By contrast, the firearms industry has consistently and arduously taken the lead in advocating and implementing strong measures to improve weapons safety. Despite this fact, we have not been successful in presenting our case to the public. We have allowed ourselves to sit back and ignore the problem, thus becoming part of it. Silence is acceptance. Our responses to the anti-gun lobby are ill-postured, defensive and pathetically inadequate when we accept watered down versions of their agenda and nod our heads in agreement to their publicity stunts while, we as an industry, do abhor the unsafe use of handguns.
It would be a grievous mistake to allow the next wave of attacks by the gun control lobby to back us into a corner and for us to respond as we have in the past. The time has come to take the high ground and pre-empt their next strike. We need to focus on two fronts: advocate programs that promote safe firearm practices and take the lead in developing new technologies to improve firearm safety. Today's reality requires that consumers and industry work together to responsibly address the issue of gun safety.
Given the skillful manipulation of public perception by the anti-gun lobby, we need to rally our large base of support to make certain that our message and, most importantly, our actions, are getting through to the public. To accomplish it I offer the following five courses of action.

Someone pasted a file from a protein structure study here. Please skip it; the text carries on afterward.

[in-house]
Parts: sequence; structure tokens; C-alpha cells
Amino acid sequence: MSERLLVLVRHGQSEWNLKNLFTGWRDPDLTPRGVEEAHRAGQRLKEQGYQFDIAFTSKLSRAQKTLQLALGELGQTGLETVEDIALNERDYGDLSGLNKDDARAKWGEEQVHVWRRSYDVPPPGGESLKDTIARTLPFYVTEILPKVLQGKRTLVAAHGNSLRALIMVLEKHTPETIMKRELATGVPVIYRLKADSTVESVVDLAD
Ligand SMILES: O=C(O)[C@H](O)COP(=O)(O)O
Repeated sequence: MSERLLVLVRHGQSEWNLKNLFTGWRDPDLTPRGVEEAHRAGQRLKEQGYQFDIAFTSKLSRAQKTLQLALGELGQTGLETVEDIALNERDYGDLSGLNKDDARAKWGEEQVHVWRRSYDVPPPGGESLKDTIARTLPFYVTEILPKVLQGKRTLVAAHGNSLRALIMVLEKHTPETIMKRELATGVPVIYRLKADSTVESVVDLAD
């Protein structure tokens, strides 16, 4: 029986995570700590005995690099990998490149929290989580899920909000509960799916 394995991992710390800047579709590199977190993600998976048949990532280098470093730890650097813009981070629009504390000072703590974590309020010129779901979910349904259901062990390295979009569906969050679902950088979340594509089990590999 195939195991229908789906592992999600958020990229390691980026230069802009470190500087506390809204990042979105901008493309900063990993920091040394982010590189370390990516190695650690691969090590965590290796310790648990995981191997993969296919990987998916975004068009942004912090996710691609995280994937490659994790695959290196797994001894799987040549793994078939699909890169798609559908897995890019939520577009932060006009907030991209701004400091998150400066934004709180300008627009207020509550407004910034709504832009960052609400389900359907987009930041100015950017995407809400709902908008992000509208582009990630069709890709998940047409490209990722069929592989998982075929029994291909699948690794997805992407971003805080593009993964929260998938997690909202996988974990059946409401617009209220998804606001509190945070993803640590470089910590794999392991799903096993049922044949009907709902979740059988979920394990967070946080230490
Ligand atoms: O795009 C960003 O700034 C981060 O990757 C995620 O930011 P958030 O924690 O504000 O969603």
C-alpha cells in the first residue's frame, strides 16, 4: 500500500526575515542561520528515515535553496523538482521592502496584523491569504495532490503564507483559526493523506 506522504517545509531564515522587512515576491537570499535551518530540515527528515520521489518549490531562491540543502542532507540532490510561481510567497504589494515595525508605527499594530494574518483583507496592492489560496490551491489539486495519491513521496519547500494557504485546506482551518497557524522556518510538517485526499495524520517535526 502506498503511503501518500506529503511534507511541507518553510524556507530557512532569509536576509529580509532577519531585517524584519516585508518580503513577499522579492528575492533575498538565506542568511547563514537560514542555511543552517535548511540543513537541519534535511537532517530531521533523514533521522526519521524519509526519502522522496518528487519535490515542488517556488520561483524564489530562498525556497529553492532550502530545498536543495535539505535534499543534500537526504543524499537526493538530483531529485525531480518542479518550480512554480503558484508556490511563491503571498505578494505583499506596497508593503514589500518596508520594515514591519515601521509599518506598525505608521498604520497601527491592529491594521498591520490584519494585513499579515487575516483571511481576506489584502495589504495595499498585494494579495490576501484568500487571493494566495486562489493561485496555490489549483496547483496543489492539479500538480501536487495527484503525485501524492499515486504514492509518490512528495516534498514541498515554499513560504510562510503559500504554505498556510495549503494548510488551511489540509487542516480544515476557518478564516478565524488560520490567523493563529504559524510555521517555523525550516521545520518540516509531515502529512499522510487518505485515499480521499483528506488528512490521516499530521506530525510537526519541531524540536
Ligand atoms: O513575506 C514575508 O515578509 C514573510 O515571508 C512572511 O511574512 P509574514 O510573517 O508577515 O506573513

(1) The creation of a research and development program to further firearms technology toward more advanced methods that promote safety (such as personalized firearms). While technology such as this should not be mandated it should be an option for the consumer. If we can send a motorized computer to Mars, then certainly we can advance our technology to be more childproof.
(2) The passage of a comprehensive federal firearms law, including the creation of a federal gun permit, that would pre-empt the hodgepodge of existing state laws and local ordinances. I heard several manufacturers complain to the Attorney General in Massachusetts that we already have serial numbers on our firearms so why do we need a second set of serial numbers. If he and the others mandate hidden serial numbers then we would likely have to live with 50 different state regulations. Why not federalize this standard - isn't that a protective measure that prevents illegal ownership of a firearm?
(3) Emphasize responsibility and accountability where it belongs. We ought to give serious consideration to a gun permit requirement that would necessitate each permit holder to undergo thorough firearms training and pass a uniform examinations. The law also should require that dealers qualify as certified firearms instructors and actively participate in training the public concerning the safe the appropriate handling of guns. The distribution chain should embrace this as it should stimulate sales.